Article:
It all depends on what you mean by self-improvement:
Do you want to be better at competing in the market place, or do you want to be a truly "good" person (the kind that brings joy into others lives without being a pain in the neck and without hope of reward or favour)?
The first "want" is okay - we're all in the rat race one way or another, and if you have to work to keep body and soul together, then you may as well maximise your "earnings over free time" equation to whichever level suits you best.
But if you want true personal advancement, then the second, "saintly" path is the only one worth following.
Now, I'm no saint! And I don't always (never)practice what I preach. I easily get bogged down in the day to day problems of work and relationship difficulties, focus too much on money and how to make more of it, etc etc. Like everyone else.
But in earlier and simpler times, I did once attempt a constant "active love" for my fellow beings. I kept it from everyone and anyone, did not proclaim any particular set of beliefs (a hotch-potch of karma and inter-connectedness), maintained a "normal" outward persona, kept working hard just as before, kept on eye on my pension fund, went shopping, all the usual stuff!
But, at the same time, I attempted to project a generally benign attitude, forgave people their faults by refusing to see fault and by accepting my own imperfection, etc, and the results - completely unlooked for - were astounding!
So astounding that I found it all a bit frightening; things started going my way, people couldn't do enough for me and they seemed happier, work improved and became easier, wage rises galore, sexual interest from others hit an all time high, I lost excess weight, it was easier to get up in the morning, TV had never been so good - in short, everything improved....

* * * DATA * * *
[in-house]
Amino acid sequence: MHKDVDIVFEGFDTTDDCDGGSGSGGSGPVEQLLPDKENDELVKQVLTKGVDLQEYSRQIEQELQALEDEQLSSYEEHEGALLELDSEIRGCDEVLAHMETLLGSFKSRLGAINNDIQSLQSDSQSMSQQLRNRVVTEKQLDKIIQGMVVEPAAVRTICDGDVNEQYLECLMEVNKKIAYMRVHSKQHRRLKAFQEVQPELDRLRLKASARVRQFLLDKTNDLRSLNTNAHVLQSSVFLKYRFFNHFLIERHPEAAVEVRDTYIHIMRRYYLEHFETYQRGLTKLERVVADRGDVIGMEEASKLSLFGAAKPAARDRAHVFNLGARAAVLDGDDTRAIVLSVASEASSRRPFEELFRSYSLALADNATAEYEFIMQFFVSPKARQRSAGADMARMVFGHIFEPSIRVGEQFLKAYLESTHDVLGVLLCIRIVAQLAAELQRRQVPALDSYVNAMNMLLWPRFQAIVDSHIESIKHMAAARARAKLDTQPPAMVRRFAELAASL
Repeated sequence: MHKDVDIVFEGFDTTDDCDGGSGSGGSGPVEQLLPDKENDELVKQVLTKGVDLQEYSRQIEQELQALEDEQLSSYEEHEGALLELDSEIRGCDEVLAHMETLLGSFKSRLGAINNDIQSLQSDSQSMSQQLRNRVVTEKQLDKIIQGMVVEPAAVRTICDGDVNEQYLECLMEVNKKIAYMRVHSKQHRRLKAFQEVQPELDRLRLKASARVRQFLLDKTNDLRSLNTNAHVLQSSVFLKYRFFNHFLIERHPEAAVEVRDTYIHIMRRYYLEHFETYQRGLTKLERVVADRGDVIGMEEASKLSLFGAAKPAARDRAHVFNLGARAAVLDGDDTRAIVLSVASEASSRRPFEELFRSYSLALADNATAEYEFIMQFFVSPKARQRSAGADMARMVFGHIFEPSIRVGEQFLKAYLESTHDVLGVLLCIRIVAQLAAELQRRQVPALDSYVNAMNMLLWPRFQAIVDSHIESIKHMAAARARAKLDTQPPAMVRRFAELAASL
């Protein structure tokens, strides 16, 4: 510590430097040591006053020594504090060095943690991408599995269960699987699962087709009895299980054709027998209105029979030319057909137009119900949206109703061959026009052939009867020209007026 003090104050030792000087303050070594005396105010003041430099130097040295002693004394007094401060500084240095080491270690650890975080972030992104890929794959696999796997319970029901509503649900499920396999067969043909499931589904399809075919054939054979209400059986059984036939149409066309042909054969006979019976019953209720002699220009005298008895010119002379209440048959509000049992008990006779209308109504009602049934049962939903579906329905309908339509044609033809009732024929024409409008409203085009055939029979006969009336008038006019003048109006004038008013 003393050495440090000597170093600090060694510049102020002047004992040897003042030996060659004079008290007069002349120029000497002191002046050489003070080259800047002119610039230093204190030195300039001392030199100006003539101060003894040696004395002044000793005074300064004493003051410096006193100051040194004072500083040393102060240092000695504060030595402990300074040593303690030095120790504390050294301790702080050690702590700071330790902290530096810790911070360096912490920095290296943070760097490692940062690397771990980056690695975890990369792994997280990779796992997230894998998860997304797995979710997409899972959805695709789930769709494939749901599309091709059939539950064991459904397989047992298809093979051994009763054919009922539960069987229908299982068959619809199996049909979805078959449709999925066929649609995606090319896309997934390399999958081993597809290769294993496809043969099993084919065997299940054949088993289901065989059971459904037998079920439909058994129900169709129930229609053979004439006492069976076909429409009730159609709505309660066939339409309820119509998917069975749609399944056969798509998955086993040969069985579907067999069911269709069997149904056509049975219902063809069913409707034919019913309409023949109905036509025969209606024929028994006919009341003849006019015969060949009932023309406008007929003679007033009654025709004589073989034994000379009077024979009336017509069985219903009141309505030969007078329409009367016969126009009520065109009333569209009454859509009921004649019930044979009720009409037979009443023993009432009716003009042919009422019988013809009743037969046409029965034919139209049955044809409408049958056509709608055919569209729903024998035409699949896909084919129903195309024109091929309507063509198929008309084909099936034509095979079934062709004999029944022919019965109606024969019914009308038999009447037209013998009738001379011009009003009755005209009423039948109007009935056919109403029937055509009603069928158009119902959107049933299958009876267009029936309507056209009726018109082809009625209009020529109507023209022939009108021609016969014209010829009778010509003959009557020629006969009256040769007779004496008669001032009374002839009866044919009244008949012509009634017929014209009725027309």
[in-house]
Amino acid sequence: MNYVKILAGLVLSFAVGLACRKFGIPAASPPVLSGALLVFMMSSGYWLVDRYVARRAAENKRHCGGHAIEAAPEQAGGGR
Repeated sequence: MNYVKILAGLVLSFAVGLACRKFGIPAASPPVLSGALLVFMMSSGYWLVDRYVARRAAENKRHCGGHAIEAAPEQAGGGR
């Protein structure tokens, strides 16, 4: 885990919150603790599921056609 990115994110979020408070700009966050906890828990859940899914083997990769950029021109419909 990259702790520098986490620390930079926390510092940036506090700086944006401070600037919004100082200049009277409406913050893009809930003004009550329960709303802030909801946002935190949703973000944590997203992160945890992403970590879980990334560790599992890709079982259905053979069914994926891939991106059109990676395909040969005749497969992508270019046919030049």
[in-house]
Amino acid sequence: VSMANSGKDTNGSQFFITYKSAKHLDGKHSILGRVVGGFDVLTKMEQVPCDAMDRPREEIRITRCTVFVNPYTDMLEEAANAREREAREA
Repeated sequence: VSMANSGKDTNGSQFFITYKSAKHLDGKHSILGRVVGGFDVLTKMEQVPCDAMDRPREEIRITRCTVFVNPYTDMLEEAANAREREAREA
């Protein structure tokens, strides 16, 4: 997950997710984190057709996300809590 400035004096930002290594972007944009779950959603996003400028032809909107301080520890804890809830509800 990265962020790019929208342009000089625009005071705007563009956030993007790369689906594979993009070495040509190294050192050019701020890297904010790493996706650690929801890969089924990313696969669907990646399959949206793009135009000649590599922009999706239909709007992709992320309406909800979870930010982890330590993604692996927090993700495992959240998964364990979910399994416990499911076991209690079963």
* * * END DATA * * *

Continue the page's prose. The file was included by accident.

So much so that I began to suspect that I had made a pact with a devil! In the end, I even began to think that I was in danger of manipulating people and circumstances for material gain, which was way off my original intentions, which was just to be a bit better as a person (less selfish, more helpful, that sort of thing).
So, I stopped doing it. I was also afraid (despite my "jokey" interpretation of sinister pacts) that now I'd embarked on this path, there was no turning back, and being a miserable, grasping, intolerant old git was a pleasure never to be known again!
But, before I'm due to shuffle off this mortal coil, I intend to give it another try, for it's own sake, not gain - if I've not disqualified myself from success by telling the world through this message the selfish gains I made (does "23 replies" in a discussion forum constitute the world?)!
NLP? Yeh, go for it, but don't get too wrapped up in what is a very useful technique, when there are more powerful forces at work in the world than the human intellect (ie love). For a wonderful, moving, in depth, but open-ended (in other words, make up your own mind - is sprituality real, or imaginary?) description of a young person embarking on the path of sprituality, and the paradoxes and trials thereof, read "Christ Recrucified" by Nikos Kazantzakis.
It makes a great read, whatever your views, and does not require that you come down on either side (sprituality or worldliness). But as a description of the human condition, moral and physical courage, truth, faith, and the life and times of ordinary people in war-riven times, it can't be beaten!